Android named the next version of its popular mobile OS KitKat, after the chocolate bar. The next version of Android will be called KitKat after the Nestle chocolate bar, and not "Key Lime Pie," as was predicted for months, Google said Tuesday.
The news was an unexpected twist to many Android fans, who had expected the next big release would be numbered Android 5.0 and would be called "Key Lime Pie," in keeping with Google's pattern of picking an Android update named after a sweet treat, starting with the next letter in the alphabet.
[ Understand how to both manage and benefit from the consumerization of IT with InfoWorld's "Consumerization Digital Spotlight" PDF special report. | For a quick, smart take on the news you'll be talking about, check out InfoWorld TechBrief -- subscribe today. ]
Google's Android website says the next version will be Android 4.4, called KitKat, with no mention of when it will be released or what it will include. Google had not officially ever called the next version "Key Lime Pie," although it had used "KLP" in some written materials.
"Google didn't actually tell us much of anything today," wrote Computerworld blogger JR Raphael. "We got a name and a number -- and that's it."
Previous versions have been called "Cupcake" (Android 1.5), "Donut" (1.6), "Eclair" (2.0), "Froyo," short for "frozen yogurt," (2.2), "Gingerbread" (2.3), "Honeycomb" (3.0), "Ice Cream Sandwich" (4.0), and "Jelly Bean" (4.1).
Google has also erected an Android KitKat statue on its corporate lawn, pictured in a short Google Plus post by Sundar Pichai, Google's senior vice president of Chrome and Apps.
"Love the new #AndroidKitKat statue and can't wait to release the next version of the platform that is sweet as the candy bar that's one of our team's favorites J," Pichai wrote.
Separately in Google Plus, Google said to watch for tickets to win a Nexus 7 tablet inside a limited edition of Android Kit Kat bars. Nestle uses a space between the words Kit and Kat for the chocolate bar, according to its website, but Android will run the two words together as one: KitKat, according to Google.
Why so much coverage and concern over a name for a smartphone and tablet operating system? Probably because Android now controls nearly 80 percent of the smartphone market and half of the tablet market, according to IDC and Gartner. That means Android already powers more than 1 billion smartphones and tablets.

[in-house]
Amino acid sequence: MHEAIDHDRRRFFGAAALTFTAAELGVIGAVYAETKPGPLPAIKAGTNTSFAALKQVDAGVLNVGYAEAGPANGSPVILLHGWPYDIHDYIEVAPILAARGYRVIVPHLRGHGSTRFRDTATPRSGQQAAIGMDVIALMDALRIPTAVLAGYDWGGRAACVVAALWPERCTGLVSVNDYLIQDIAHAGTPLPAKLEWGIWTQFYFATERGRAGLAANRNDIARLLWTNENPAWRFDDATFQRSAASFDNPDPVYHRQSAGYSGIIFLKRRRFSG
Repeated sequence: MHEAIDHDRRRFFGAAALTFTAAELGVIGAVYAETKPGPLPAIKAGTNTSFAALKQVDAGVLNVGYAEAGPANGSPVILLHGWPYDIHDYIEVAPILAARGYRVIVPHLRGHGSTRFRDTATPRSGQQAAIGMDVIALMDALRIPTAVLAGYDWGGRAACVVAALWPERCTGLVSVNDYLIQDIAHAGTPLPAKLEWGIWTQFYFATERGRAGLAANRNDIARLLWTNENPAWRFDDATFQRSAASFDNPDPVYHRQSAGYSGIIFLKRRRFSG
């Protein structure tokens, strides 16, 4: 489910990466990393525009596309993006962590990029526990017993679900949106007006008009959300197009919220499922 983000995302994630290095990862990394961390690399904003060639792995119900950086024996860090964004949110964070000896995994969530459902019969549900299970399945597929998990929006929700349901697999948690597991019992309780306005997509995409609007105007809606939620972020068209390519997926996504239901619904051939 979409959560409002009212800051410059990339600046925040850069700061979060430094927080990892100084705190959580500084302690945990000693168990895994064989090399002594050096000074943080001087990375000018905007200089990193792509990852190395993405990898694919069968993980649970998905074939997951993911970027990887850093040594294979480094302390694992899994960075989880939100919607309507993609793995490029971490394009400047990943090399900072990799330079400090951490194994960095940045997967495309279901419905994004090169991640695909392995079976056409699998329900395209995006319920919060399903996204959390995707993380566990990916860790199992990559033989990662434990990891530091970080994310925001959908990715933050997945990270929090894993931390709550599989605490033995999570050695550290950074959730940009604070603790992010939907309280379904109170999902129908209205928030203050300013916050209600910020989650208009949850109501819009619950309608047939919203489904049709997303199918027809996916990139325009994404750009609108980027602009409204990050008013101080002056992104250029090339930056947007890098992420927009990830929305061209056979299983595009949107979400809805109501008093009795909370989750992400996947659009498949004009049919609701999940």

When you're that big, you can choose any name you want, analysts said.
A few analysts couldn't resist poking fun at the name. "Now you can call your phone -- here Kitty!" quipped Jack Gold, an analyst at J. Gold Associates.
KitKat is apparently a better name than some alternatives, even "Key Lime Pie," or KoolAid, KrispyKreme donuts, Kahlua or Klondike, the ice cream bar, Gold said. "Maybe it's not so easy to find a K and this way they get a name brand to co-market with," he said.
Some brand experts have said that if Android 4.4 has any problems, it could tarnish the Kit Kat chocolate bar brand, but apparently that's not a concern for Swiss-based Nestle.
Google and Nestle decided on the name last November, and Nestle's marketing head, Patrice Bula, told the BBC that the decision took Nestle only an hour, even though he recognized there might be risks if Android 4.4 is vulnerable to malware. The name was kept secret for the past nine months so it would come as a surprise when it was finally revealed.
Google's John Lagerling, director of Android global partnerships, told the BBC that no money changed hands with Nestle and that picking the KitKat name was designed to do something "fun and unexpected" even as Google workers internally were still calling the next Android release Key Lime Pie.
Matt Hamblen covers mobile and wireless, smartphones and other handhelds, and wireless networking for Computerworld. Follow Matt on Twitter at @matthamblen or subscribe to Matt's RSS feed. His email address is firstname.lastname@example.org.
Read more about android in Computerworld's Android Topic Center.
This story, "Android 4.4 to be officially called KitKat" was originally published by Computerworld.